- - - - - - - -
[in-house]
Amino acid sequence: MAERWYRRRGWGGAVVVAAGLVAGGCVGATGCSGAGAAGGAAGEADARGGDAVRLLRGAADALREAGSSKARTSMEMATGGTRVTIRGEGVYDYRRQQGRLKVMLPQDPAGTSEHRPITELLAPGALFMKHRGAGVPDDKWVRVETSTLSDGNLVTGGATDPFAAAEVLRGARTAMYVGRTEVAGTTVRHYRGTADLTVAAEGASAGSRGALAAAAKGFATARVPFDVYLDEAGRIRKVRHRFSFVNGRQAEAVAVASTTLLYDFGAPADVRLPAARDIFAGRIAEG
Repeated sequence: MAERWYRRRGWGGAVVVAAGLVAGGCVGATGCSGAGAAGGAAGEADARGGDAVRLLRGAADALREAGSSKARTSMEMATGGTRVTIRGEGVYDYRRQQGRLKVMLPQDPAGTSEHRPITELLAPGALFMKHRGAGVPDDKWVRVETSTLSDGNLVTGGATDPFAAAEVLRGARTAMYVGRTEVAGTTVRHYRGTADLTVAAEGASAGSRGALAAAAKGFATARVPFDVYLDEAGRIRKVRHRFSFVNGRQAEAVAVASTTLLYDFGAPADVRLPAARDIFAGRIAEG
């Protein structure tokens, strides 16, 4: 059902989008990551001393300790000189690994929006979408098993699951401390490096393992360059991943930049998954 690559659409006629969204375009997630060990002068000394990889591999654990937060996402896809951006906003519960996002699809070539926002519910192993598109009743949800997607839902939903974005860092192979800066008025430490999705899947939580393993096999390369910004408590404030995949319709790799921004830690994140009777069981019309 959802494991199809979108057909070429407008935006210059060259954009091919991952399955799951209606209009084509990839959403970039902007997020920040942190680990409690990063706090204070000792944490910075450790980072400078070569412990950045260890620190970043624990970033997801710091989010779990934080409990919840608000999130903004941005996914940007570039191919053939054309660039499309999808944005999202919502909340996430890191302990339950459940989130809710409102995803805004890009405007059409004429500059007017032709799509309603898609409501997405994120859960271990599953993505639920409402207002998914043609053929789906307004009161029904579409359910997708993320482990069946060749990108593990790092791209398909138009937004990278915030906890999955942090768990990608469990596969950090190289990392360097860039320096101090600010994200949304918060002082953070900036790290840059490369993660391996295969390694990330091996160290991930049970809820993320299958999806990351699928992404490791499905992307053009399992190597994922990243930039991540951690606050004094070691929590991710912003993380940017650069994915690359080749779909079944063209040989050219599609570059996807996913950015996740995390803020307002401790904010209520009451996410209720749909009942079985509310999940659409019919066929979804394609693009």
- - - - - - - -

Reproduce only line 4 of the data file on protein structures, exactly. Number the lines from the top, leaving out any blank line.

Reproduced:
């Protein structure tokens, strides 16, 4: 059902989008990551001393300790000189690994929006979408098993699951401390490096393992360059991943930049998954 690559659409006629969204375009997630060990002068000394990889591999654990937060996402896809951006906003519960996002699809070539926002519910192993598109009743949800997607839902939903974005860092192979800066008025430490999705899947939580393993096999390369910004408590404030995949319709790799921004830690994140009777069981019309 959802494991199809979108057909070429407008935006210059060259954009091919991952399955799951209606209009084509990839959403970039902007997020920040942190680990409690990063706090204070000792944490910075450790980072400078070569412990950045260890620190970043624990970033997801710091989010779990934080409990919840608000999130903004941005996914940007570039191919053939054309660039499309999808944005999202919502909340996430890191302990339950459940989130809710409102995803805004890009405007059409004429500059007017032709799509309603898609409501997405994120859960271990599953993505639920409402207002998914043609053929789906307004009161029904579409359910997708993320482990069946060749990108593990790092791209398909138009937004990278915030906890999955942090768990990608469990596969950090190289990392360097860039320096101090600010994200949304918060002082953070900036790290840059490369993660391996295969390694990330091996160290991930049970809820993320299958999806990351699928992404490791499905992307053009399992190597994922990243930039991540951690606050004094070691929590991710912003993380940017650069994915690359080749779909079944063209040989050219599609570059996807996913950015996740995390803020307002401790904010209520009451996410209720749909009942079985509310999940659409019919066929979804394609693009």